Born at Macon, Bibb County, Georgia, September 25, 1855, he graduated from the United States Naval Academy in 1877.
He first saw sea duty on the USS Hartford in the South Atlantic Squadron. He subsequently served aboard the Old Constitution, and the USS Yantic during the Arctic Expedition of Army Lieutenant Adolphus Washington Greely, aboard the USS Dolphin in 1888-89, and the USS Chicago in 1898-99.
He was advanced to Ensign in 1881, to Lieutenant in 1893, to Lieutenant Commander in 1900, to Commander in 1905 and to Captain in July 1909. During 1909-10 he was Chief of Staff of the Pacific Fleet, at the same time commanding the USS Albany. In 1911-13,he commanded the Great Utah, the largest warship then in the world.
His assignments ashore included various posts at the Naval Academy, including instructor, 1890-93, and 1896-98 and Commandant of Midshipmen in 1907-08, and comand of the Philadelphia Navy Yard from 1913 to 1915. In May 1915 he was appointed to the newly created post of Chief of Naval Operations (CNO), with the task of creating, within the limits set by the civilian administration (Secretary of the Navy Josephus Daniels, Assistant Secretary Franklin D. Roosevelt) a central staff, akin to the Army's General Staff, for coordinating Naval training, supply and planning.
He was promoted to Rear Admiral in May and to full Admiral the following year. He contributed greatly to the improved efficiency and battle-readiness of the Navy. During his time as CNO, significant steps were taken toward developing aircraft and submarine forces for the Navy. He was abroad in 1917 and again in 1918 as Navy Representative in the Allied war planning councils, and in 1919 he was the Naval adviser to the U.S. delegation at the Versailles Peace Treaty Conference.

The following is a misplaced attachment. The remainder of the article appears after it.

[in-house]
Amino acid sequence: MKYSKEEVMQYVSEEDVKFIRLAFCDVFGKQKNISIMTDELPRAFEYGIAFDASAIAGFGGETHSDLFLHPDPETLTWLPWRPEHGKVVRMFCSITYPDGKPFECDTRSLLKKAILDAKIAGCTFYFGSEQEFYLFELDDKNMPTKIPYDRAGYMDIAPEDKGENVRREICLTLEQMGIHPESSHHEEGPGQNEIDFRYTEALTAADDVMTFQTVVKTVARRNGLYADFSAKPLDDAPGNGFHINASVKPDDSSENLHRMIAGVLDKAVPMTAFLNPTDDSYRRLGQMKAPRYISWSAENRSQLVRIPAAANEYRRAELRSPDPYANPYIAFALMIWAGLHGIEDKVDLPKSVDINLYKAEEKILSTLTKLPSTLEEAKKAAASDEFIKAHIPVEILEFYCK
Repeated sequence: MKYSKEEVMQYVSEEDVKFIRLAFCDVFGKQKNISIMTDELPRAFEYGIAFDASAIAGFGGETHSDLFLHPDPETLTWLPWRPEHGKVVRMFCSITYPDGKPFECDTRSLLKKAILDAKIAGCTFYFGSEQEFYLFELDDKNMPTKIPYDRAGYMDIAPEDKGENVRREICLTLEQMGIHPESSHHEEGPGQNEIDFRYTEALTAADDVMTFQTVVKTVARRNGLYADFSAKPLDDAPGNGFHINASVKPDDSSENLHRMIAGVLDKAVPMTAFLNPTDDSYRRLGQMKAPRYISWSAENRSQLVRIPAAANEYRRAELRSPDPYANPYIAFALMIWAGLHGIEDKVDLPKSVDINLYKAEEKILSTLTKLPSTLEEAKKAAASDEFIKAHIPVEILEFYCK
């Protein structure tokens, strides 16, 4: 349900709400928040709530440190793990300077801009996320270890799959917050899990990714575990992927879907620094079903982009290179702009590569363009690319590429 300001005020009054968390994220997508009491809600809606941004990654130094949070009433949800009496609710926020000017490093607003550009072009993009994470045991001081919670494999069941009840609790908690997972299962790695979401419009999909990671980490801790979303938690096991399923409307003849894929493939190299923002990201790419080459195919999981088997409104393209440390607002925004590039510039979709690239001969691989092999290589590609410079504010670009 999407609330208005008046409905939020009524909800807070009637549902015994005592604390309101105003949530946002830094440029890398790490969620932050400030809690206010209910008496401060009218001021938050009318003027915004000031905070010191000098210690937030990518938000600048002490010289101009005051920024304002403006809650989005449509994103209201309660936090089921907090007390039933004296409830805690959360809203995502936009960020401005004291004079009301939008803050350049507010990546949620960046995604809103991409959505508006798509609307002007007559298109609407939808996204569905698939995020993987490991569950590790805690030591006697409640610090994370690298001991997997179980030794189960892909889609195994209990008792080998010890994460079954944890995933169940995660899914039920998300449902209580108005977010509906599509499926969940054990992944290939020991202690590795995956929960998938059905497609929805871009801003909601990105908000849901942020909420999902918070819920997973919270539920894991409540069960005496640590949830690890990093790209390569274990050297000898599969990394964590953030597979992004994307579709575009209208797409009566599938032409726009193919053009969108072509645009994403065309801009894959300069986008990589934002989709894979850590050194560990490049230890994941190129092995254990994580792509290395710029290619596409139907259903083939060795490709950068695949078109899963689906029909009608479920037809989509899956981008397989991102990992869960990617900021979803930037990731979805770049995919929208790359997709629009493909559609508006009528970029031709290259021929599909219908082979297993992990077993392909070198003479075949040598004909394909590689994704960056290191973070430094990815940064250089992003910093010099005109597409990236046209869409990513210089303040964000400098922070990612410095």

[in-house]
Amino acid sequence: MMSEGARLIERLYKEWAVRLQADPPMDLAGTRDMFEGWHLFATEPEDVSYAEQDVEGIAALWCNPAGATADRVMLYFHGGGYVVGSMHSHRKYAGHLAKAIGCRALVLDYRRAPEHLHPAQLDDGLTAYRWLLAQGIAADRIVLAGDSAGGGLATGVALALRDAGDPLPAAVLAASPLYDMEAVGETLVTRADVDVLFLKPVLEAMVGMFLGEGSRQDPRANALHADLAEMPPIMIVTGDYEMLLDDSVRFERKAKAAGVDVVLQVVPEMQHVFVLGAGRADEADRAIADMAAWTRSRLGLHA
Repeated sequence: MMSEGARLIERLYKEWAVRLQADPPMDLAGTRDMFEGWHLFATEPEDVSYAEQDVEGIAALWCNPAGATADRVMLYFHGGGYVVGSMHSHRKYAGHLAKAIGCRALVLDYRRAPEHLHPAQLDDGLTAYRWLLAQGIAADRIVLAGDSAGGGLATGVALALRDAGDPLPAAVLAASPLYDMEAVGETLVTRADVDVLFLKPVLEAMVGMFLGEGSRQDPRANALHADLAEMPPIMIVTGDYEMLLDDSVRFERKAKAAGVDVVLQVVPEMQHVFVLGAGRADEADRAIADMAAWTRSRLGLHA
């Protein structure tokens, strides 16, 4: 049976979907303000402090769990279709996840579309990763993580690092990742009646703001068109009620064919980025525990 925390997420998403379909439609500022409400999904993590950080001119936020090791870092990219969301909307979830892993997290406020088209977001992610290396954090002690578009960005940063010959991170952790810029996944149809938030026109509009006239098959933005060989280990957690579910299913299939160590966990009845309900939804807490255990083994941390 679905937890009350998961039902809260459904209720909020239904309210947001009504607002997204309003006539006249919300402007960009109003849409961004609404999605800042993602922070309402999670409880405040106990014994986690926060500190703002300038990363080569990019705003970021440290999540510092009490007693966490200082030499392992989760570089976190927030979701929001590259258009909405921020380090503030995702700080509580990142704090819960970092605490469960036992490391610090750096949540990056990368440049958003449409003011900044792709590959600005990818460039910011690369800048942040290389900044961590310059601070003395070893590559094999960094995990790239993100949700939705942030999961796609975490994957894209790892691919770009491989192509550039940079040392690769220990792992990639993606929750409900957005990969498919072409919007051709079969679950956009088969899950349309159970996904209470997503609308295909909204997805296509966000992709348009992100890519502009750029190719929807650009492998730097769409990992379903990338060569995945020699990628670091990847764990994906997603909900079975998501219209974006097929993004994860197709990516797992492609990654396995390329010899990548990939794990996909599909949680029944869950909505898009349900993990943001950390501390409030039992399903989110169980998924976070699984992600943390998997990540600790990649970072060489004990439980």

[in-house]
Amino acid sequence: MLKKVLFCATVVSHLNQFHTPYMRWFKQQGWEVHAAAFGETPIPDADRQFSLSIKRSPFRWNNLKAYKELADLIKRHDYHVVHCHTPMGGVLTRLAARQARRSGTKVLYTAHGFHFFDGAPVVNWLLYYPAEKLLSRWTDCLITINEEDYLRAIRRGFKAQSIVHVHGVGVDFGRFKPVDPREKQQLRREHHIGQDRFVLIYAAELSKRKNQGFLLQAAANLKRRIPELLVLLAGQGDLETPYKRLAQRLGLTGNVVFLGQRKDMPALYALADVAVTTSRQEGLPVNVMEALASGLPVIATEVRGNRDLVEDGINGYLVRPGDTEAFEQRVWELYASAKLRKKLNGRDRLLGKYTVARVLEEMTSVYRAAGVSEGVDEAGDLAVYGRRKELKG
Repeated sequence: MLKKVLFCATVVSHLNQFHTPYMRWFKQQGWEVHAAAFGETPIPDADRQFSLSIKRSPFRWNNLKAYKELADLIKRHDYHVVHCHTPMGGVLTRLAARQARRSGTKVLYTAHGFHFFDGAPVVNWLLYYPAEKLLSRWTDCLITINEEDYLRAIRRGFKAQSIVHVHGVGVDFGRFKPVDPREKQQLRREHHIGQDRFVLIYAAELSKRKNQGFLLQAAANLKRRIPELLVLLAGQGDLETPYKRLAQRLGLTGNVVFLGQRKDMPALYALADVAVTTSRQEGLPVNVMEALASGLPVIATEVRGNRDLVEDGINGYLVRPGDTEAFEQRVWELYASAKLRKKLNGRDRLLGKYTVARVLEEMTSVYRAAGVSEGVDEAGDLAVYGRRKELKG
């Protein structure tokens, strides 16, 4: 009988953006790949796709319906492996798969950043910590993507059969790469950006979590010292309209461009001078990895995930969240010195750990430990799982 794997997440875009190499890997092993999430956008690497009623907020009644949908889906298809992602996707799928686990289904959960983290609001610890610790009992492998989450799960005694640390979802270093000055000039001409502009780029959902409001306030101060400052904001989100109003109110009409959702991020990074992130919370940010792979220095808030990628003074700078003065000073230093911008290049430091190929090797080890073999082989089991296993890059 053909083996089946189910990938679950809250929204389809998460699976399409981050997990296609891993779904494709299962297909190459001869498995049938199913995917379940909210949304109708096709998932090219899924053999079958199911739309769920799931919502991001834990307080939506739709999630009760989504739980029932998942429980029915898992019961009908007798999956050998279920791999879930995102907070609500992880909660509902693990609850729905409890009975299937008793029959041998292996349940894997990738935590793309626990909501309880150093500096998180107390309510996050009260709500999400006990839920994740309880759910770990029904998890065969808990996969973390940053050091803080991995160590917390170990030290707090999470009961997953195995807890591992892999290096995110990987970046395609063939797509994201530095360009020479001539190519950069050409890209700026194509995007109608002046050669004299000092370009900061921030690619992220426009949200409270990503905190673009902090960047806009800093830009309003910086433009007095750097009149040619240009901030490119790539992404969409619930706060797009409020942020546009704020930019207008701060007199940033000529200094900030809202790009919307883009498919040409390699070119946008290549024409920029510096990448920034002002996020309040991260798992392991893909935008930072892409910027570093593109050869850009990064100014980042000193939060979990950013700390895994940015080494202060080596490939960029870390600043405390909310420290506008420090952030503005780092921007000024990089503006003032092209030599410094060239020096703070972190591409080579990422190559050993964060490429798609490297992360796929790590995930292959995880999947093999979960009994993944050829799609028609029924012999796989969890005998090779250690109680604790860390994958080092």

He retired with the rank of Rear Admiral on reaching the statuary age of 64, September 1919. From 1920 to 1928 he served as Chairman of the U.S. Shipping Board, from 1920 to 1921 he was trustee of the Emergency Fleet Corporation. In 1921-25, he was the first President of the National Council of Catholic Men. He was advanced to Admiral on the Retired List, June 1930.
He died in Washington, D.C. on May 20, 1932 and was buried in Section 3 of Arlington National Cemetery, where he rests among other family members.
BENSON, WILLIAM S
- United States Navy
- DATE OF DEATH: 05/20/1932
- BURIED AT: SECTION 3 SITE 1873-B
- ARLINGTON NATIONAL CEMETERY
Michael Robert Patterson was born in Arlington and is the son of a former officer of the US Army. So it was no wonder that sooner or later his interests drew him to American history and especially to American military history. Many of his articles can be found on renowned portals like the New York Times, Washingtonpost or Wikipedia.
Reviewed by: Michael Howard